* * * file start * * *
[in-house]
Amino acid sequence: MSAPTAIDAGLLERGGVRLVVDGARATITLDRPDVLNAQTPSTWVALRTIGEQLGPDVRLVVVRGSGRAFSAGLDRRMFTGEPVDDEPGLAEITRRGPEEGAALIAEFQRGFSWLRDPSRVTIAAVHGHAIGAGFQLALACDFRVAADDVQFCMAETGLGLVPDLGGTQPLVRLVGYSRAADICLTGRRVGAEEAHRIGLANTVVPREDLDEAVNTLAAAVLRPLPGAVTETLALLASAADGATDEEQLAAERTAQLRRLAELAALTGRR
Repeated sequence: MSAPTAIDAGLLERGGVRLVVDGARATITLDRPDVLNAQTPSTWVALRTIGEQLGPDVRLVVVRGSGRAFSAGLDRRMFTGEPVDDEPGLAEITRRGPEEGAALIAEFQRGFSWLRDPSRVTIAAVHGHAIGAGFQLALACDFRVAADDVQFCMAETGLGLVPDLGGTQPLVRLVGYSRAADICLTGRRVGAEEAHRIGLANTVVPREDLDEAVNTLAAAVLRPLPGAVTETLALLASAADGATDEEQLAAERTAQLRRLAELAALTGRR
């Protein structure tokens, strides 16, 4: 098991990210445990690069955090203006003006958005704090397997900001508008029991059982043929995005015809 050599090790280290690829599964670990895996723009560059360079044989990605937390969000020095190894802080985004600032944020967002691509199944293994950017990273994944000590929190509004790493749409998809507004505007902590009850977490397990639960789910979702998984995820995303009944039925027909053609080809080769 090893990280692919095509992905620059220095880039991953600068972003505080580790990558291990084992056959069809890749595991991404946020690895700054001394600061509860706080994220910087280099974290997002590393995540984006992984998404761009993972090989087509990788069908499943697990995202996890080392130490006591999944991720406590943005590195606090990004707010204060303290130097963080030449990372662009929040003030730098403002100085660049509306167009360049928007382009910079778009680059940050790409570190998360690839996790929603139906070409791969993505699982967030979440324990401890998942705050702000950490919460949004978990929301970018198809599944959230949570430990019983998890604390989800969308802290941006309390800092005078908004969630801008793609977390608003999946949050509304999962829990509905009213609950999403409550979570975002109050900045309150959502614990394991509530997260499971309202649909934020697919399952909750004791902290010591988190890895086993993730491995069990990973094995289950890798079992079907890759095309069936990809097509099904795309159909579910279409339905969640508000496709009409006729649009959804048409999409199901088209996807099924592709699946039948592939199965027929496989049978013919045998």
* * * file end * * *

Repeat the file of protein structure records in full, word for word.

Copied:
[in-house]
Amino acid sequence: MSAPTAIDAGLLERGGVRLVVDGARATITLDRPDVLNAQTPSTWVALRTIGEQLGPDVRLVVVRGSGRAFSAGLDRRMFTGEPVDDEPGLAEITRRGPEEGAALIAEFQRGFSWLRDPSRVTIAAVHGHAIGAGFQLALACDFRVAADDVQFCMAETGLGLVPDLGGTQPLVRLVGYSRAADICLTGRRVGAEEAHRIGLANTVVPREDLDEAVNTLAAAVLRPLPGAVTETLALLASAADGATDEEQLAAERTAQLRRLAELAALTGRR
Repeated sequence: MSAPTAIDAGLLERGGVRLVVDGARATITLDRPDVLNAQTPSTWVALRTIGEQLGPDVRLVVVRGSGRAFSAGLDRRMFTGEPVDDEPGLAEITRRGPEEGAALIAEFQRGFSWLRDPSRVTIAAVHGHAIGAGFQLALACDFRVAADDVQFCMAETGLGLVPDLGGTQPLVRLVGYSRAADICLTGRRVGAEEAHRIGLANTVVPREDLDEAVNTLAAAVLRPLPGAVTETLALLASAADGATDEEQLAAERTAQLRRLAELAALTGRR
């Protein structure tokens, strides 16, 4: 098991990210445990690069955090203006003006958005704090397997900001508008029991059982043929995005015809 050599090790280290690829599964670990895996723009560059360079044989990605937390969000020095190894802080985004600032944020967002691509199944293994950017990273994944000590929190509004790493749409998809507004505007902590009850977490397990639960789910979702998984995820995303009944039925027909053609080809080769 090893990280692919095509992905620059220095880039991953600068972003505080580790990558291990084992056959069809890749595991991404946020690895700054001394600061509860706080994220910087280099974290997002590393995540984006992984998404761009993972090989087509990788069908499943697990995202996890080392130490006591999944991720406590943005590195606090990004707010204060303290130097963080030449990372662009929040003030730098403002100085660049509306167009360049928007382009910079778009680059940050790409570190998360690839996790929603139906070409791969993505699982967030979440324990401890998942705050702000950490919460949004978990929301970018198809599944959230949570430990019983998890604390989800969308802290941006309390800092005078908004969630801008793609977390608003999946949050509304999962829990509905009213609950999403409550979570975002109050900045309150959502614990394991509530997260499971309202649909934020697919399952909750004791902290010591988190890895086993993730491995069990990973094995289950890798079992079907890759095309069936990809097509099904795309159909579910279409339905969640508000496709009409006729649009959804048409999409199901088209996807099924592709699946039948592939199965027929496989049978013919045998």